Master Danny Lai

Master Danny Lai

Danny Lai is from Taichung, Taiwan. He has studied many kinds of martial arts, chi kung (hard and soft), meditation, and Eastern philosophy since 1996. He’s certified by the Taichung Kuo Shu (Kung Fu) Federation. He has a black belt in Tae Kwon Do. He currently lives and teaches in Calgary, Alberta, Canada.

Danny’s Tae Kwon Do teacher is Master Tsai, an 10th degree Tae Kwon Do blackbelt.

Danny studied Tai Chi from Master Chang Ru Ching. He traces his martial arts lineage directly back to Master Wang Shu Jin. Master Chang taught me Chen Pan Ling (99) Style Tai Chi, Ba Gua and Hsing-Yi.

Danny has created his own form of Chi Kung, called ‘Yi Jin Jing’ or ‘Change Tendon Sutra’. It is a combination of several different Shaolin chi kung forms.

He teaches (and practices) meditation: Taoist standing meditation, zen sitting meditation and Chinese turtle meditation.

His students often discuss Eastern philosophy with him.

Danny has taught in Taiwan, Canada and the US. In Canada, he teaches from his home studio and has taught at or for the City of Calgary, Mount Royal University, Cross River Wilderness Centre, Jacobs Canada Inc., Imperial Oil Let. and SAIT Polytechnic.

Interview with Danny Lai:

Song (Loose)Jìng (Calm)ZìRán (Nature)

Look deep into a park corner and you may see a senior citizen practicing Tai Chi Ch’uan. With its distinctive soft and slow movements you may be led to believe that this exercise is exclusively for the silver-haired race, practiced to keep them in good health. This is a common first impression. “The layman watches the fun; the expert looks at the way.”

To those who have practiced Tai Chi Ch’uan, another axiom rings true “To practice quickly is easy, to practice slowly is difficult.” Slow Tai Chi Ch’uan becomes a profound experience. The practitioner is striving to let her body slowly follow a certain path, smoothly shifting her center of gravity, organizing and integrating all her limbs as they extend and withdraw to acquire the “Song(Loose) Jìng(Calm) ZìRán(Nature)” of the Art. It is not an easy thing.

The first difficulty to overcome is how to make the body completely loose and soft.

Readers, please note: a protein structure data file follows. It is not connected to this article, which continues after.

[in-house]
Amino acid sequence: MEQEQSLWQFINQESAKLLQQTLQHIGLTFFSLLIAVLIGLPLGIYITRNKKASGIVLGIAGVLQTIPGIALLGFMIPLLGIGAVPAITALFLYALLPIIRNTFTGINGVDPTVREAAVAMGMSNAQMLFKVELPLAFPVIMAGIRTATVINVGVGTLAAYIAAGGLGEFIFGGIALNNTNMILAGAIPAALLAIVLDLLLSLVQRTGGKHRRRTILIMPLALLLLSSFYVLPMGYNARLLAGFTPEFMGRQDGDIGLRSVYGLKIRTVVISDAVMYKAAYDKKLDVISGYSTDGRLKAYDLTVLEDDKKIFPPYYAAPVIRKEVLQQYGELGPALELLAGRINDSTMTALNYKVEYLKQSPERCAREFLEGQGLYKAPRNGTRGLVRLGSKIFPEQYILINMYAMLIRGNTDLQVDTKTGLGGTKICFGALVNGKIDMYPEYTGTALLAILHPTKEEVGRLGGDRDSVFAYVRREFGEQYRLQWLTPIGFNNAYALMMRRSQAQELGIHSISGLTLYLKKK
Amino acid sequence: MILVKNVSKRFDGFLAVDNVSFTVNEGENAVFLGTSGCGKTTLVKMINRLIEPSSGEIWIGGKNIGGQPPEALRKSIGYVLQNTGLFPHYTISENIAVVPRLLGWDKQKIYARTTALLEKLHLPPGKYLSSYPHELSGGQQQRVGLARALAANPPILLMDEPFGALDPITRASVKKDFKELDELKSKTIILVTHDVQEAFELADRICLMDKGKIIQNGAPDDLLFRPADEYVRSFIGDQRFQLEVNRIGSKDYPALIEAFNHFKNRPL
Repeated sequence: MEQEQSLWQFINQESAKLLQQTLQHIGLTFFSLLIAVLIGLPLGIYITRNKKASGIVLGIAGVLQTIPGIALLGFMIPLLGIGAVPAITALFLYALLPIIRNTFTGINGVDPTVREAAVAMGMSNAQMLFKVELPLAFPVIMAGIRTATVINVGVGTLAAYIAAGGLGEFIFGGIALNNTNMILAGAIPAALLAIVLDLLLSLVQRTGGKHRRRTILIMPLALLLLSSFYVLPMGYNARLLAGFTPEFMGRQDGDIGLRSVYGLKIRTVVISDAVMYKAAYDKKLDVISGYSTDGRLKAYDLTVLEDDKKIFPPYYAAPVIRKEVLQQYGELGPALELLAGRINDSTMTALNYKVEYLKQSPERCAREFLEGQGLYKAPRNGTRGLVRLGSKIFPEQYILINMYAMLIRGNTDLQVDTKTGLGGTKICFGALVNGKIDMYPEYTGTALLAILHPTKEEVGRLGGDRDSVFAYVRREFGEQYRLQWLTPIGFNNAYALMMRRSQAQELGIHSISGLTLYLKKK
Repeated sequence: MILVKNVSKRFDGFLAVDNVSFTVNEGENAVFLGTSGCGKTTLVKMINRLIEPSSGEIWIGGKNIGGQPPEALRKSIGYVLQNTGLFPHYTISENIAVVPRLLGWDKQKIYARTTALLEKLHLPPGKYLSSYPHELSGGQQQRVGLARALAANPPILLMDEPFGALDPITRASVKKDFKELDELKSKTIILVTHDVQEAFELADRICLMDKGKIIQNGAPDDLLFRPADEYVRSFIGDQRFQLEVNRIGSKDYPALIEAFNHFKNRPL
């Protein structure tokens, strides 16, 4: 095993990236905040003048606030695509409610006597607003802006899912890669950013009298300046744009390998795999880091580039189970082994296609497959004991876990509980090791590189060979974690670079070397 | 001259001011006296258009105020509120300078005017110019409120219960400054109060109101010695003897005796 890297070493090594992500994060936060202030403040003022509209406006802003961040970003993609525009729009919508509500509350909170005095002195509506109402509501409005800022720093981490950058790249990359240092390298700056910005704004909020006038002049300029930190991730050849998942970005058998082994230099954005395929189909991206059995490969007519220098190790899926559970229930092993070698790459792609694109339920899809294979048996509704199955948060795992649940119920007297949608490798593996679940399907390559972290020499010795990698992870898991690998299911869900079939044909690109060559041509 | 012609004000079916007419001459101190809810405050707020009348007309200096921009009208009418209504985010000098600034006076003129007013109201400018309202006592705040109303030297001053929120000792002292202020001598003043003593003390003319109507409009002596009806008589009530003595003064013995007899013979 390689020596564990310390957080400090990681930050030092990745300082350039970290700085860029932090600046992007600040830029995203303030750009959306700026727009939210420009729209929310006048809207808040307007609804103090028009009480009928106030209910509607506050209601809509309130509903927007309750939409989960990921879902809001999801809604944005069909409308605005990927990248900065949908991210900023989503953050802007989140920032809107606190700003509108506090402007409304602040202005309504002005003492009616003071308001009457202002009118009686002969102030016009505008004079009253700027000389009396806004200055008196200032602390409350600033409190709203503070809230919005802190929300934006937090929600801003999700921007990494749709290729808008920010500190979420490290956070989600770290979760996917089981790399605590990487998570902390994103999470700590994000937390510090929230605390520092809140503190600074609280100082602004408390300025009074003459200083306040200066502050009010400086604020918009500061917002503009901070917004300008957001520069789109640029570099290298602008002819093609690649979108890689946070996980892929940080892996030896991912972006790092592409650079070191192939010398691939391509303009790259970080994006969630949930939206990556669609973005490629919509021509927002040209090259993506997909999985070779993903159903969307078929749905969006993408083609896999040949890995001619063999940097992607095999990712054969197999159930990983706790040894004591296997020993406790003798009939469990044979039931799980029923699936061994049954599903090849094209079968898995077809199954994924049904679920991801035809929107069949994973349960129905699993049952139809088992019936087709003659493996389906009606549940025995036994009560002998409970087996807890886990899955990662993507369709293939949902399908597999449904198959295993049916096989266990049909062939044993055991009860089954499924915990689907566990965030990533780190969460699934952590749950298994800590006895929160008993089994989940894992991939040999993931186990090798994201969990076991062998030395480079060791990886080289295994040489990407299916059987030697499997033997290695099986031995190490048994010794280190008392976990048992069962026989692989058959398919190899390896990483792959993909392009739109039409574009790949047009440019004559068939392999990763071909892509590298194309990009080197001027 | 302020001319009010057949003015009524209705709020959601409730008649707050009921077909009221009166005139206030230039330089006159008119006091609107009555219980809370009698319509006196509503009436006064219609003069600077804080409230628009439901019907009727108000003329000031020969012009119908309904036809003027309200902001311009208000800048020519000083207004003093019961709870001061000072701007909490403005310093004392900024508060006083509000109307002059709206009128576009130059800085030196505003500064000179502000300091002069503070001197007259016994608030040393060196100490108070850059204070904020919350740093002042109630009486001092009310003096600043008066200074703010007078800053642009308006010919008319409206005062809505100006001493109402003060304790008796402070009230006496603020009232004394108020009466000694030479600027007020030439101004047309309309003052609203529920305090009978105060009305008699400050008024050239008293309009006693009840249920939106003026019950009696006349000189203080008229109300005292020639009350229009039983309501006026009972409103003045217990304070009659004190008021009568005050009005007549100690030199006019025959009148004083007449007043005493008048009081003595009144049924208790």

First, we have to overcome involuntary muscle stiffness and tension in our limbs and body while we maintain a stance. In addition, we have to put aside the powerful idea that to make a movement strong we need to use brute force. The nature of Tai Chi Ch’uan is to use the natural forces of body mechanics.

The second challenge is achieving mental relaxation.
Observing this era, you may think that efficiency has been elevated to the supreme attribute. Everyone is trying to increase the speed they do things. You should triumph over all your competitors. Wasted time is squander life. If you stop moving forward that only means you fall behind. Slow movements are an unforgiveable defect. Everyone is like a racing vehicles travelling on a no-speed-limit highway in a car configured with just an accelerator. Without a brake, the only struggling is to continue moving forward. Even with brakes, no one is willing to use it. Spend enough time driving this way and people forget how to break and decelerate.
Learning the spirit of “Song(Loose) Jìng(Calm)” can help people adjust their rhythm of life; to rediscover their braking capability. Then, when you drive into a curve, you can gauge the right moment to decelerate in accordance to the state of roads. Only then can you smoothly stay to the road you have chosen rather than exit in a panic.

People experiencing mental strain register brain wave vibration frequencies around 13-30Hz. This is the fastest wave form, commonly known as tense brain waves and Beta waves. People describe this consciousness as blindly chaotic. Their spirit is unable to concentrate. Their anxiety causes them to miss important clues pointing to a favorable outcome.
Simply taking several deep slow breaths and consciously trying to relax body and mind changes brain waves to a 8-13Hz vibration frequency. These stablest of brain waves are usually known as relaxed, alpha, or creative brain waves wave. This state of calm concentration allows a bridge to form between the conscious and the subconscious, igniting creative vision.

Just like an “old monk sitting in contemplation”, this focused train of thought is helpful in dismissing distracting thoughts and organizing chaotic information. It becomes easier to see slight changes then progress to understanding what came before and happened after. Seeing the patterns supports detecting the real cause of problem. Then a more correct decision can be made.

After many years of martial arts training I have realized that the highest level of martial arts training first emphasizes balance and relaxation. For a clear mind maintaining elasticity is the key. Through Tai Chi Ch’uan practice, achieving personal “Song(Loose)Jìng(Calm) ZìRán(Nature)” in both body and spirit can raise one’s thoughts to a level of pure brightness and agility.
Perhaps you are looking for something that will help you have less chaos and anxiety? Something that will help you control changes rather than react to unfavorable circumstances with unprepared skills, or only discovering new skills when under stress or upon the pain of death? Perhaps you are feeling you are energetically out of balance? It may be worth considering learning the loose body and calm mind or “Song(Loose)Jìng(Calm) ZìRán(Nature)” of Tai Chi Ch’uan.